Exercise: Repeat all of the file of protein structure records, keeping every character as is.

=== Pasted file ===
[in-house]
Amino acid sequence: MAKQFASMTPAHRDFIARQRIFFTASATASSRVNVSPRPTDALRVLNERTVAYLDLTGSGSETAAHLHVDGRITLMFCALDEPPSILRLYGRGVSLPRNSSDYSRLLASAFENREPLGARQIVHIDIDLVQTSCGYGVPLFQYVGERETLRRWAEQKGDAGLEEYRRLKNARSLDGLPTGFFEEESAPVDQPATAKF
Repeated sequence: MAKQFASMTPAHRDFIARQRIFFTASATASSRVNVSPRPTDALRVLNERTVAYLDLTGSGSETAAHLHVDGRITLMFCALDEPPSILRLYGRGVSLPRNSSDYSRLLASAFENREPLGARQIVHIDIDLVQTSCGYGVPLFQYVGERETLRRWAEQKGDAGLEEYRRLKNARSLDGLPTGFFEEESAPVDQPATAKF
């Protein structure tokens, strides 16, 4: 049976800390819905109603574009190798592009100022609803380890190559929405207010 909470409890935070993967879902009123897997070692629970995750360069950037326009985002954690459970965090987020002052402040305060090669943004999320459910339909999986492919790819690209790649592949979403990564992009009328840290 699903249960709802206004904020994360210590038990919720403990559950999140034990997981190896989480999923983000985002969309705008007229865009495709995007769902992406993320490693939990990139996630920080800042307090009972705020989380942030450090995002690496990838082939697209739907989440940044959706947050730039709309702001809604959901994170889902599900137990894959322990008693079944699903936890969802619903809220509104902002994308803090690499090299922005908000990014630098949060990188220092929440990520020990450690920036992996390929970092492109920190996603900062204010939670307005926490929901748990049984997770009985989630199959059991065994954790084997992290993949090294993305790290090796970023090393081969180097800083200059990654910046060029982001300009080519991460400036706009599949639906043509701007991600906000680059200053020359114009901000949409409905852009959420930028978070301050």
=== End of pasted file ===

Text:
[in-house]
Amino acid sequence: MAKQFASMTPAHRDFIARQRIFFTASATASSRVNVSPRPTDALRVLNERTVAYLDLTGSGSETAAHLHVDGRITLMFCALDEPPSILRLYGRGVSLPRNSSDYSRLLASAFENREPLGARQIVHIDIDLVQTSCGYGVPLFQYVGERETLRRWAEQKGDAGLEEYRRLKNARSLDGLPTGFFEEESAPVDQPATAKF
Repeated sequence: MAKQFASMTPAHRDFIARQRIFFTASATASSRVNVSPRPTDALRVLNERTVAYLDLTGSGSETAAHLHVDGRITLMFCALDEPPSILRLYGRGVSLPRNSSDYSRLLASAFENREPLGARQIVHIDIDLVQTSCGYGVPLFQYVGERETLRRWAEQKGDAGLEEYRRLKNARSLDGLPTGFFEEESAPVDQPATAKF
């Protein structure tokens, strides 16, 4: 049976800390819905109603574009190798592009100022609803380890190559929405207010 909470409890935070993967879902009123897997070692629970995750360069950037326009985002954690459970965090987020002052402040305060090669943004999320459910339909999986492919790819690209790649592949979403990564992009009328840290 699903249960709802206004904020994360210590038990919720403990559950999140034990997981190896989480999923983000985002969309705008007229865009495709995007769902992406993320490693939990990139996630920080800042307090009972705020989380942030450090995002690496990838082939697209739907989440940044959706947050730039709309702001809604959901994170889902599900137990894959322990008693079944699903936890969802619903809220509104902002994308803090690499090299922005908000990014630098949060990188220092929440990520020990450690920036992996390929970092492109920190996603900062204010939670307005926490929901748990049984997770009985989630199959059991065994954790084997992290993949090294993305790290090796970023090393081969180097800083200059990654910046060029982001300009080519991460400036706009599949639906043509701007991600906000680059200053020359114009901000949409409905852009959420930028978070301050």